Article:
A.D’s Mary Magdalene, Chipo Chung: Jesus was really advanced in his views on women

0

You might not recognise Chipo Chung today, but give it a month or two and you’ll know exactly who she is. The Chinese/Zimbabwean actress is about to star in two of the biggest dramas on American television: A.D and Fortitude.

She takes the lead in A.D playing Mary Magdalene in a sequel to Lightwork Media’s hit 2013 series The Bible which became the best-selling DVD series of the year – even shifting more copies than Game of Thrones season 2.

The series, which airs on NBC on Easter Sunday, was filmed in Morocco and follows the Christ’s followers in the aftermath of his death and resurrection.

“I went to Catholic school and learned about Jesus’ life but we’re not taught what happened after his Crucifixion, about the group of people who started a movement which spread to Rome and almost the whole of the Western world,” Chipo told The Independent.

The actress, who has appeared in Doctor Who alongside David Tennant and also trodden the boards with Dame Helen Mirren in the National Theatre’s Phedre, took the part of Mary Magdalene because “she’s one of the few recognised female disciples”.

“She’s important because there aren’t very many women in the Bible. She was the woman to whom Jesus presented himself in his resurrected form,” Chipo says.

“I think Jesus was really advanced in his views on women… he chose to present himself to a woman and I think that was an acknowledgement that women can be and are as fully human as men; as fully and spiritually capable. It’s a huge honour to play that.”

Chipo Chung as Mary Magdalene in A.D Chipo Chung as Mary Magdalene in A.D The actress, 37, who trained at both Rada in London and Yale in America, did lots of research into Mary Magdalene before taking the part: “There’s so much gossip about Mary Magdalene. I initially thought of her as the prostitute from Jesus Christ Superstar because I loved that show when I was a kid. And then of course there’s the whole Da Vinci Code saga.”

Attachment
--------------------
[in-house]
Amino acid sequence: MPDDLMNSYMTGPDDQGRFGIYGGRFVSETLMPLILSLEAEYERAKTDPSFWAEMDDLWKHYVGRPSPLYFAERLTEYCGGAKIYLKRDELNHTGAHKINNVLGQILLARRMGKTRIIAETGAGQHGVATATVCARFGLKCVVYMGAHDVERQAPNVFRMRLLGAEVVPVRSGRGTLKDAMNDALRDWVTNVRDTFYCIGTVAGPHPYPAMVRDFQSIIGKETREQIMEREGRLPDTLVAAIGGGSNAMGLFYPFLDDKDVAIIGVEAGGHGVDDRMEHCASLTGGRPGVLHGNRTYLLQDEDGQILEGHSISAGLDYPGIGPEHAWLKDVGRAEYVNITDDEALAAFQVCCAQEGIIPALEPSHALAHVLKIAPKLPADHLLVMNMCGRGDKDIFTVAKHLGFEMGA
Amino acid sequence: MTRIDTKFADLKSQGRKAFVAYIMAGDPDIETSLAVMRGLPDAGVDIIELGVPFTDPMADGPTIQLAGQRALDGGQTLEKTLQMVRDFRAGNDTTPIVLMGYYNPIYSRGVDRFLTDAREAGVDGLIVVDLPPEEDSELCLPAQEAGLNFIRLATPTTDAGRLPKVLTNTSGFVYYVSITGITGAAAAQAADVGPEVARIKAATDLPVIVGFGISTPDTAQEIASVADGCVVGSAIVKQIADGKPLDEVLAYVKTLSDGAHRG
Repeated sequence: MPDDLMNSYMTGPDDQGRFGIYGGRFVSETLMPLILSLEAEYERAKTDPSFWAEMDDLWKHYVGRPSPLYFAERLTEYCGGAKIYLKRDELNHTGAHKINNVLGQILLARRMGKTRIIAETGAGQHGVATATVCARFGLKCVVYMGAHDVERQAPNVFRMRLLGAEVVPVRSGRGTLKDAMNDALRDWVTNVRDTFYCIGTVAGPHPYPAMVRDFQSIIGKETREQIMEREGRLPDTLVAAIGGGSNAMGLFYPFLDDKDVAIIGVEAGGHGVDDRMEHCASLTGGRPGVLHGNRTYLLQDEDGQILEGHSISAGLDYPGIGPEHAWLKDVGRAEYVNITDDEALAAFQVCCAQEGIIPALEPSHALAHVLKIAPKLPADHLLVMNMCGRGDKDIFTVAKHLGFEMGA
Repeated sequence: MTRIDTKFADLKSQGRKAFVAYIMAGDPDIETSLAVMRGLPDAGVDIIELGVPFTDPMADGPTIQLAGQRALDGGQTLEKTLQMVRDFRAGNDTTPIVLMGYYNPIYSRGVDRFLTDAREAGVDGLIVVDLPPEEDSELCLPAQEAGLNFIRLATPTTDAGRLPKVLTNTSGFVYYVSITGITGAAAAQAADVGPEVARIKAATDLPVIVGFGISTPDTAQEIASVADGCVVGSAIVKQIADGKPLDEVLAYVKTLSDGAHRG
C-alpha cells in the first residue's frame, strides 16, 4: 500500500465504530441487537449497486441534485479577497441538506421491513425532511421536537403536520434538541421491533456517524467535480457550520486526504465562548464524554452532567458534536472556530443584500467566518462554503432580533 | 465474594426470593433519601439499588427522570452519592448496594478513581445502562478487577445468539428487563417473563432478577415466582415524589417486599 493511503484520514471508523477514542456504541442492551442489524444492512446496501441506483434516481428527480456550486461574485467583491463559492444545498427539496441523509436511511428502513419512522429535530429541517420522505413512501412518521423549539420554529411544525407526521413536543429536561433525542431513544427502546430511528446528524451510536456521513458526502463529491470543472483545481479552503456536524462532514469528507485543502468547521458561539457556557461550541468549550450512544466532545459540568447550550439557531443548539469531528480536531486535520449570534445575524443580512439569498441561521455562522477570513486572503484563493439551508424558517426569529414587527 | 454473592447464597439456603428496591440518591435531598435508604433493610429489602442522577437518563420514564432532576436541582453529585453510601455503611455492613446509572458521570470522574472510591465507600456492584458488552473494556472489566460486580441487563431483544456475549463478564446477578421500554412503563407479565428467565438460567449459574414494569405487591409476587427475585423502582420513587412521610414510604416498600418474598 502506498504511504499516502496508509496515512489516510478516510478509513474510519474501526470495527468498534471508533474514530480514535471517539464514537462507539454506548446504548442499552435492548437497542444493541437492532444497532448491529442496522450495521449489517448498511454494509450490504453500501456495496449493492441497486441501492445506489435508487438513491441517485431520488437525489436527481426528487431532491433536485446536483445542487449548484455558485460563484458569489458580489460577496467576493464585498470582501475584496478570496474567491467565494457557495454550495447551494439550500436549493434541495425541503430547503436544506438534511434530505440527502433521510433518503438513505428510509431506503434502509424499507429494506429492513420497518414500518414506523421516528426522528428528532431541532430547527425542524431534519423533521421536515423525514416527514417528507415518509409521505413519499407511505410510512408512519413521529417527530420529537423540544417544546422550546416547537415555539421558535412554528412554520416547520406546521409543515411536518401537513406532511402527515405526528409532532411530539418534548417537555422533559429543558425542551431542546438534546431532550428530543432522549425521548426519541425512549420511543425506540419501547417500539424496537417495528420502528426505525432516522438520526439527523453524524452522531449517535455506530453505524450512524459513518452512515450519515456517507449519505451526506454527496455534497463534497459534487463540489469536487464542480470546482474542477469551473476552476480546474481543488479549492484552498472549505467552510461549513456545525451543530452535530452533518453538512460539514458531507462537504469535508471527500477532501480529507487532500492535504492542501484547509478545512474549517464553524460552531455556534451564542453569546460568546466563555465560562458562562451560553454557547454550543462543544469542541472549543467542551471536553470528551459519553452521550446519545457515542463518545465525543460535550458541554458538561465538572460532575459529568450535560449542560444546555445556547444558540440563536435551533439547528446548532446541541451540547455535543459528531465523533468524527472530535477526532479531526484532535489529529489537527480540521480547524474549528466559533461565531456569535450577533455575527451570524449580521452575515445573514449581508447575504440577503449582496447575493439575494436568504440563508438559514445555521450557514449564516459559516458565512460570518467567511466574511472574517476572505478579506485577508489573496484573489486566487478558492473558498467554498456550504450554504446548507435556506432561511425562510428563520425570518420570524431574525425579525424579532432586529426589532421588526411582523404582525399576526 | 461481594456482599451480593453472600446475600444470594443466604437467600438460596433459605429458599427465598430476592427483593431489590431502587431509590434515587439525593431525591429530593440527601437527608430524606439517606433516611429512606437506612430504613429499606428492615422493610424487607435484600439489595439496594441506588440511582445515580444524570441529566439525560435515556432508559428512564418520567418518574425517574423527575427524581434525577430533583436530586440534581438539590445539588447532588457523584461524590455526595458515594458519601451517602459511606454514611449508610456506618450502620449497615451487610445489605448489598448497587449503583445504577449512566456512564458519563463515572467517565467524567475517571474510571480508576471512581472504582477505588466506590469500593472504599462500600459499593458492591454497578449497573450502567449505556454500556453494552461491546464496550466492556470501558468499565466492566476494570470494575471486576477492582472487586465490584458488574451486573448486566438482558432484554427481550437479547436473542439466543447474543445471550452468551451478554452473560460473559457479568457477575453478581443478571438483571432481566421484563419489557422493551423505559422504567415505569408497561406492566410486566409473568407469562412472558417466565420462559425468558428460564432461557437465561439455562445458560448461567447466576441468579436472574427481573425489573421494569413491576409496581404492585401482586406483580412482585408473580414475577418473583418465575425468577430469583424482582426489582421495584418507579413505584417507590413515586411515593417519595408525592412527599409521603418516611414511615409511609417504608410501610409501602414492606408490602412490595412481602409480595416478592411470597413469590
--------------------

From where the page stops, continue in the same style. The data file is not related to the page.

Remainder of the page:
“I believe, from my research, that she was his spiritual companion. I don’t think there’s any evidence that they were lovers. And I think it’s very easy when women work with men for stories to be told about them. Having thought about it over six months [of filming]I think that she was actually a very spiritually advanced person and a very important person in the Church and that’s what I’m playing.”

British viewers might recognise Chipo from Sherlock and Camelot but she is probably best known for her turn as the Master’s Assistant Chantho opposite Derek Jacobi in Doctor Who in 2007.

Like Selma star David Oyelowo, David Harewood and Benedict Cumberbatch, she is vocal in her criticism of the lack of opportunities for ethnically diverse talent in Britain and is a big supporter of the Act for Change campaign

“When you’re a mixed race actor you don’t really fit in. I’m not quite black enough and I’m not quite Asian enough. There’s a level of racism that takes place in casting that people aren’t even conscious of,” she says, and explaining she is “delighted” at the increasing opportunities in the US.

Chipo Chung as Mary Magdalene in A.D

Chipo Chung as Mary Magdalene in A.D

Chipo, who has a Chinese mother, was born in Tanzania but grew up in Zimbabwe. “I and am very much Zimbabwean. I grew up in a very idyllic Zimbabwe, a model African nation in the 1980s and ‘90s and I’m very proud of that.”

She has spent the last six months filming A.D in soaring temperatures in Morocco and the previous six months filming Fortitude in subzero temperatures in Iceland. In the Sky Atlantic drama she stars alongside Michael Gambon and Christopher Eccleston as Trish, a bored writer who is the wife of Professor Charlie Stoddart and is having an affair with her best friend’s husband.

“I love the fact that acting lets me travel. I’m a nomad, I come from a family of nomads,” she says, “My mother’s parents moved from China to Africa and I’ve moved from there to here. It’s the world we live in.”-TheIndependent.co.uk

A.D starts tonight on NBC

Share.